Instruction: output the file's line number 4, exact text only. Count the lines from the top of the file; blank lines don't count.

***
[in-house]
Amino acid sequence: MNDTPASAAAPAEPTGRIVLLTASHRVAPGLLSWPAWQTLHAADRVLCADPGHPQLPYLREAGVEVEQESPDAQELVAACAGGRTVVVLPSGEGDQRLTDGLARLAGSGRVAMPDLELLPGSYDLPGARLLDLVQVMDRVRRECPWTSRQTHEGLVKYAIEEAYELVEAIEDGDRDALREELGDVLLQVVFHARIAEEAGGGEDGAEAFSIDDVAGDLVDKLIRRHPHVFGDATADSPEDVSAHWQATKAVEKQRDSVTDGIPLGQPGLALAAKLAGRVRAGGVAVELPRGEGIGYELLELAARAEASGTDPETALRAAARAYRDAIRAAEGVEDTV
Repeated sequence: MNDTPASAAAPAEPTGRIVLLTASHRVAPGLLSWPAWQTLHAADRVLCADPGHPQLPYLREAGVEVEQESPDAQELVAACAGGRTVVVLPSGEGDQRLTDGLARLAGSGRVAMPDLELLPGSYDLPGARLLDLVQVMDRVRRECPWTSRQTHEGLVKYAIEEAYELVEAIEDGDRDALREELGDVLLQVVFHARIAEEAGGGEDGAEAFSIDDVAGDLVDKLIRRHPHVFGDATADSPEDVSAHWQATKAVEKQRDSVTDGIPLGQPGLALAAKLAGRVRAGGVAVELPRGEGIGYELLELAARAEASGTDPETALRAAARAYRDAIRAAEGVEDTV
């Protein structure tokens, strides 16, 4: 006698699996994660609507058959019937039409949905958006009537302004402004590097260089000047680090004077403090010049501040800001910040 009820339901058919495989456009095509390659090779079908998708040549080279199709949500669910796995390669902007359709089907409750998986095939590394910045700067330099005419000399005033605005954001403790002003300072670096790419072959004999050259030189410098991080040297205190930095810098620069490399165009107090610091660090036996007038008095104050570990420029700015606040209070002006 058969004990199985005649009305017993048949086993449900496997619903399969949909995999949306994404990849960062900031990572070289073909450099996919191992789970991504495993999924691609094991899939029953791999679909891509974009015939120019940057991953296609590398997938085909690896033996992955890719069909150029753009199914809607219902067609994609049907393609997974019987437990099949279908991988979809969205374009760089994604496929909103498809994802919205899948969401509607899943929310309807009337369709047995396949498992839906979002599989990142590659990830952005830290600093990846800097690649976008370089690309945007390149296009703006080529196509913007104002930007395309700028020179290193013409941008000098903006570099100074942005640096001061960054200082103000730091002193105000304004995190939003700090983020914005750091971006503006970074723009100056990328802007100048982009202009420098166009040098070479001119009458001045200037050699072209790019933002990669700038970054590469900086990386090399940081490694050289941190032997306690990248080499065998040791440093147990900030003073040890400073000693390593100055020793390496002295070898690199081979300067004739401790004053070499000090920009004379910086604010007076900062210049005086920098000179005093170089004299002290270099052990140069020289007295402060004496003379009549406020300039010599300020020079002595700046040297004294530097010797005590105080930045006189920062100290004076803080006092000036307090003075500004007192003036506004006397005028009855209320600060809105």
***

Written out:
């Protein structure tokens, strides 16, 4: 006698699996994660609507058959019937039409949905958006009537302004402004590097260089000047680090004077403090010049501040800001910040 009820339901058919495989456009095509390659090779079908998708040549080279199709949500669910796995390669902007359709089907409750998986095939590394910045700067330099005419000399005033605005954001403790002003300072670096790419072959004999050259030189410098991080040297205190930095810098620069490399165009107090610091660090036996007038008095104050570990420029700015606040209070002006 058969004990199985005649009305017993048949086993449900496997619903399969949909995999949306994404990849960062900031990572070289073909450099996919191992789970991504495993999924691609094991899939029953791999679909891509974009015939120019940057991953296609590398997938085909690896033996992955890719069909150029753009199914809607219902067609994609049907393609997974019987437990099949279908991988979809969205374009760089994604496929909103498809994802919205899948969401509607899943929310309807009337369709047995396949498992839906979002599989990142590659990830952005830290600093990846800097690649976008370089690309945007390149296009703006080529196509913007104002930007395309700028020179290193013409941008000098903006570099100074942005640096001061960054200082103000730091002193105000304004995190939003700090983020914005750091971006503006970074723009100056990328802007100048982009202009420098166009040098070479001119009458001045200037050699072209790019933002990669700038970054590469900086990386090399940081490694050289941190032997306690990248080499065998040791440093147990900030003073040890400073000693390593100055020793390496002295070898690199081979300067004739401790004053070499000090920009004379910086604010007076900062210049005086920098000179005093170089004299002290270099052990140069020289007295402060004496003379009549406020300039010599300020020079002595700046040297004294530097010797005590105080930045006189920062100290004076803080006092000036307090003075500004007192003036506004006397005028009855209320600060809105």